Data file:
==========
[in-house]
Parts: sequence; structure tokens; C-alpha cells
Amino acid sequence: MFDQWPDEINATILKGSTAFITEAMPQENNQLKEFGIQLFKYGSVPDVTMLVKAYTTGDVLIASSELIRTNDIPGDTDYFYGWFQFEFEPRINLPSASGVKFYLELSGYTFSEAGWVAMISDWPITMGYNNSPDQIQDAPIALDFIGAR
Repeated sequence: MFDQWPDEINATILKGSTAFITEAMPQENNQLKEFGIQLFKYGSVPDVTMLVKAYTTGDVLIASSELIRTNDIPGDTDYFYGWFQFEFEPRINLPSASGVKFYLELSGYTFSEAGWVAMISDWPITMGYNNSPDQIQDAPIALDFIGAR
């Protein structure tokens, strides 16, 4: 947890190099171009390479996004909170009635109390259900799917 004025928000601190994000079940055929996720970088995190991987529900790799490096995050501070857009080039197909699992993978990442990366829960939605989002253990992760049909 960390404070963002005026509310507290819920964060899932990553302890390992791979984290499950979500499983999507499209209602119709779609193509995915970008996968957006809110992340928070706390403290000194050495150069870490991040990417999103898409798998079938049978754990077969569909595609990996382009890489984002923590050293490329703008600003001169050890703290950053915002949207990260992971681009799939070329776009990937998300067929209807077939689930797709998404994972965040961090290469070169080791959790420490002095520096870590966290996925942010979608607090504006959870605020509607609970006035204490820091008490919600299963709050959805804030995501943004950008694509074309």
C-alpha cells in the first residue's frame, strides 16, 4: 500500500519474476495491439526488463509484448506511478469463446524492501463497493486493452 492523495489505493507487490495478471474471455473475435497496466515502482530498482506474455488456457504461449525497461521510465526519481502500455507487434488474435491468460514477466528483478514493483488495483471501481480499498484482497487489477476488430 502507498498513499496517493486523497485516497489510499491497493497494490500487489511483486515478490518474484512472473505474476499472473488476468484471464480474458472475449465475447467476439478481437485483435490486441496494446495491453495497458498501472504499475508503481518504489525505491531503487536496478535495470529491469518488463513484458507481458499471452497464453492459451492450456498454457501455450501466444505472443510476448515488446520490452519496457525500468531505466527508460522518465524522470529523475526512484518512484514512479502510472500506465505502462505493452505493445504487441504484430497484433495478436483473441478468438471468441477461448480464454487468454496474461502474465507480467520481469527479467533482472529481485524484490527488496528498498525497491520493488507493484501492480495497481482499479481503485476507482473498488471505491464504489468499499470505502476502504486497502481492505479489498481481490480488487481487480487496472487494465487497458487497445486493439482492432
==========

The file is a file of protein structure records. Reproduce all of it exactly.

[in-house]
Parts: sequence; structure tokens; C-alpha cells
Amino acid sequence: MFDQWPDEINATILKGSTAFITEAMPQENNQLKEFGIQLFKYGSVPDVTMLVKAYTTGDVLIASSELIRTNDIPGDTDYFYGWFQFEFEPRINLPSASGVKFYLELSGYTFSEAGWVAMISDWPITMGYNNSPDQIQDAPIALDFIGAR
Repeated sequence: MFDQWPDEINATILKGSTAFITEAMPQENNQLKEFGIQLFKYGSVPDVTMLVKAYTTGDVLIASSELIRTNDIPGDTDYFYGWFQFEFEPRINLPSASGVKFYLELSGYTFSEAGWVAMISDWPITMGYNNSPDQIQDAPIALDFIGAR
């Protein structure tokens, strides 16, 4: 947890190099171009390479996004909170009635109390259900799917 004025928000601190994000079940055929996720970088995190991987529900790799490096995050501070857009080039197909699992993978990442990366829960939605989002253990992760049909 960390404070963002005026509310507290819920964060899932990553302890390992791979984290499950979500499983999507499209209602119709779609193509995915970008996968957006809110992340928070706390403290000194050495150069870490991040990417999103898409798998079938049978754990077969569909595609990996382009890489984002923590050293490329703008600003001169050890703290950053915002949207990260992971681009799939070329776009990937998300067929209807077939689930797709998404994972965040961090290469070169080791959790420490002095520096870590966290996925942010979608607090504006959870605020509607609970006035204490820091008490919600299963709050959805804030995501943004950008694509074309």
C-alpha cells in the first residue's frame, strides 16, 4: 500500500519474476495491439526488463509484448506511478469463446524492501463497493486493452 492523495489505493507487490495478471474471455473475435497496466515502482530498482506474455488456457504461449525497461521510465526519481502500455507487434488474435491468460514477466528483478514493483488495483471501481480499498484482497487489477476488430 502507498498513499496517493486523497485516497489510499491497493497494490500487489511483486515478490518474484512472473505474476499472473488476468484471464480474458472475449465475447467476439478481437485483435490486441496494446495491453495497458498501472504499475508503481518504489525505491531503487536496478535495470529491469518488463513484458507481458499471452497464453492459451492450456498454457501455450501466444505472443510476448515488446520490452519496457525500468531505466527508460522518465524522470529523475526512484518512484514512479502510472500506465505502462505493452505493445504487441504484430497484433495478436483473441478468438471468441477461448480464454487468454496474461502474465507480467520481469527479467533482472529481485524484490527488496528498498525497491520493488507493484501492480495497481482499479481503485476507482473498488471505491464504489468499499470505502476502504486497502481492505479489498481481490480488487481487480487496472487494465487497458487497445486493439482492432